“Ordering through this program will be suspended on Friday, September 2 because Congress hasn’t provided additional funding to replenish the nation’s stockpile of tests,” a message on the federal government’s COVID-19 website reads.  

The Biden administration originally announced that it would offer 1 billion free at-home COVID-19 tests in January. The federal government used COVID-19 funding from the American Rescue Plan, President Biden’s $1.9 trillion economic stimulus and COVID-19 recovery package that he signed into law last year. 

No funding from Congress: A senior administration official told USA Today that the government needs to hold on to tests for a possible rise in the fall.  

The official said that the administration will use its existing “limited” resources to obtain as many tests as it can, but distribution could resume on a large scale if Congress provides the funding for it. 

Read more here.  


Marijuana use reached a record high in new polling, as for the first time more Americans said they smoke marijuana than reported smoking cigarettes in the last week.  

Sixteen percent of Americans in a new Gallup poll reported smoking marijuana, up from 12 percent last year and more than double the all-time low of 7 percent. 

In contrast: Fewer Americans, at 11 percent, reported smoking cigarettes in the past week, down from 16 percent last year and a far fall from a peak at 45 percent in the 1950s.  

  • It’s the highest percentage of reported marijuana use and the lowest percentage of past-week cigarette use since Gallup started asking those questions in 2013 and 1944, respectively. 
  • Nearly half of U.S. adults now report having tried marijuana, up from 4 percent when Gallup first surveyed about its use in 1969.  

Despite increasingly common use of the drug, Americans remain evenly split on whether marijuana is having a negative or positive effect on society. 

Read more here. 

Paid sick leave associated with lower mortality rates in US

The United States is one of the only developed countries without a national paid sick leave policy, while preemption laws — or those that restrict lower governments’ legislative powers — have been on the rise.  

Although these laws were developed in part to create harmony among levels of government or establish minimum thresholds, new research published in the American Journal of Preventive Medicine outlines their unforeseen consequences.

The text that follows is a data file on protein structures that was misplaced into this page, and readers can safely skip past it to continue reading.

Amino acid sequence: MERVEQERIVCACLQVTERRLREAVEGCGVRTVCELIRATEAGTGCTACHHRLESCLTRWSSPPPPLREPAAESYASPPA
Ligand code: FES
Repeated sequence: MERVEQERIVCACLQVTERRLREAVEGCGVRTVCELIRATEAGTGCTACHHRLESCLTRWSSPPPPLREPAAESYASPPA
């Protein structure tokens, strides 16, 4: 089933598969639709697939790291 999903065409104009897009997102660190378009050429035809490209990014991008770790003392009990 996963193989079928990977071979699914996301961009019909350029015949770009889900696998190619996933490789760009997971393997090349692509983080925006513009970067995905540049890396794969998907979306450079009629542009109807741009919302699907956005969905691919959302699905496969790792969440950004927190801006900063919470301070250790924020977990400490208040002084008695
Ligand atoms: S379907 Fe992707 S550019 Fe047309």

Between 2010 and 2017, findings show state laws preempting local officials from enacting mandatory paid sick leave likely contributed to the 6 percent mortality increase seen among working adults in that time frame, authors wrote.  

In areas where employers are required to provide paid sick leave, researchers found lower mortality rates among working age Americans. 

Specifically, mandatory paid sick leave was associated with lower rates of suicide and homicide among men and lower homicide and alcohol-related mortality among women. Each individual hour of guaranteed paid sick leave was linked with significant reductions in these causes of death, researchers wrote. 

Read more here.  


  • Accidental poisoning of children by button batteries is on the rise, study finds (CNN) 
  • An ambitious stroke prevention study tests the Apple Watch’s promise in health (Stat) 
  • Facing voter backlash, California Republicans recalibrate their antiabortion stance (Los Angeles Times)  


  • ‘We’re still standing’: With abortion illegal, a Memphis clinic starts a new chapter (NBC News) 
  • ‘I would wish this on absolutely no one’: How three women dealt with pregnancy in the year since Texas’ six-week abortion ban (The 19th) 
  • ‘It took everything’: the disease that can be contracted by breathing California’s air (The Guardian) 


That’s it for today, thanks for reading. Check out The Hill’s Health Care page for the latest news and coverage. See you tomorrow.